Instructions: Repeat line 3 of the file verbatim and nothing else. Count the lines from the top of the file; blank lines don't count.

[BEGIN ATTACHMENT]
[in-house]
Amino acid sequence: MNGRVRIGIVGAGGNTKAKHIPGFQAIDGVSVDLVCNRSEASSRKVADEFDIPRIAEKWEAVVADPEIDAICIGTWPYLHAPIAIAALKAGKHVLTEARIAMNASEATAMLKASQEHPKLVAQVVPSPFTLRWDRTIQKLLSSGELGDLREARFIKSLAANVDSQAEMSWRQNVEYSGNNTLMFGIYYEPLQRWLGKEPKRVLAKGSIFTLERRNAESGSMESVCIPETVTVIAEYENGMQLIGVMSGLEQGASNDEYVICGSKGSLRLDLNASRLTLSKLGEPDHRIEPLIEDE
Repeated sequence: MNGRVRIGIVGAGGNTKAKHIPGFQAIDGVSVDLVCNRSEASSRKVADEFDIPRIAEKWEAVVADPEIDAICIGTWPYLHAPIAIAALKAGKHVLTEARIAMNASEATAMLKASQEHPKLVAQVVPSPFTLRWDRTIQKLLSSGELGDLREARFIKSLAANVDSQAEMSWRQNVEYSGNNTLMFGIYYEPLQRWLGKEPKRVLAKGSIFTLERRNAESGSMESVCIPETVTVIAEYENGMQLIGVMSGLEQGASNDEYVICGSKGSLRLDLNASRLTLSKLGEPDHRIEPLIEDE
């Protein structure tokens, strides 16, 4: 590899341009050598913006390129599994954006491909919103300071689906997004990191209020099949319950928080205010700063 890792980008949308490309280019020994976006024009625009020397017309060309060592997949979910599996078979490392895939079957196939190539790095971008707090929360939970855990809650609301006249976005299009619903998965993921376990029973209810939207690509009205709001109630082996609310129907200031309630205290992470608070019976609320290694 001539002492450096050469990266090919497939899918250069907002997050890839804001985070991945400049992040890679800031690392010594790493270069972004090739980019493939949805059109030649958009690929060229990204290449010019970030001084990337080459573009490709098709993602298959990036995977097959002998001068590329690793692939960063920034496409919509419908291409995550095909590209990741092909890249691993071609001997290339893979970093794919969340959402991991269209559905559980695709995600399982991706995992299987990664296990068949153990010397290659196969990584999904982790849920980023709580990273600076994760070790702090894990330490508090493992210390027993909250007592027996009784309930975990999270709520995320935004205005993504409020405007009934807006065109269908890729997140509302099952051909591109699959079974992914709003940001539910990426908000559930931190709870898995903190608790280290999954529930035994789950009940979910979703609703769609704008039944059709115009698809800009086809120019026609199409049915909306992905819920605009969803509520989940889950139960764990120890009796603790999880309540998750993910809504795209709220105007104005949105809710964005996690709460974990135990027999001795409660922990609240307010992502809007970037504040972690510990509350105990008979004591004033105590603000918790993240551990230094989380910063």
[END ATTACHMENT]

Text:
Repeated sequence: MNGRVRIGIVGAGGNTKAKHIPGFQAIDGVSVDLVCNRSEASSRKVADEFDIPRIAEKWEAVVADPEIDAICIGTWPYLHAPIAIAALKAGKHVLTEARIAMNASEATAMLKASQEHPKLVAQVVPSPFTLRWDRTIQKLLSSGELGDLREARFIKSLAANVDSQAEMSWRQNVEYSGNNTLMFGIYYEPLQRWLGKEPKRVLAKGSIFTLERRNAESGSMESVCIPETVTVIAEYENGMQLIGVMSGLEQGASNDEYVICGSKGSLRLDLNASRLTLSKLGEPDHRIEPLIEDE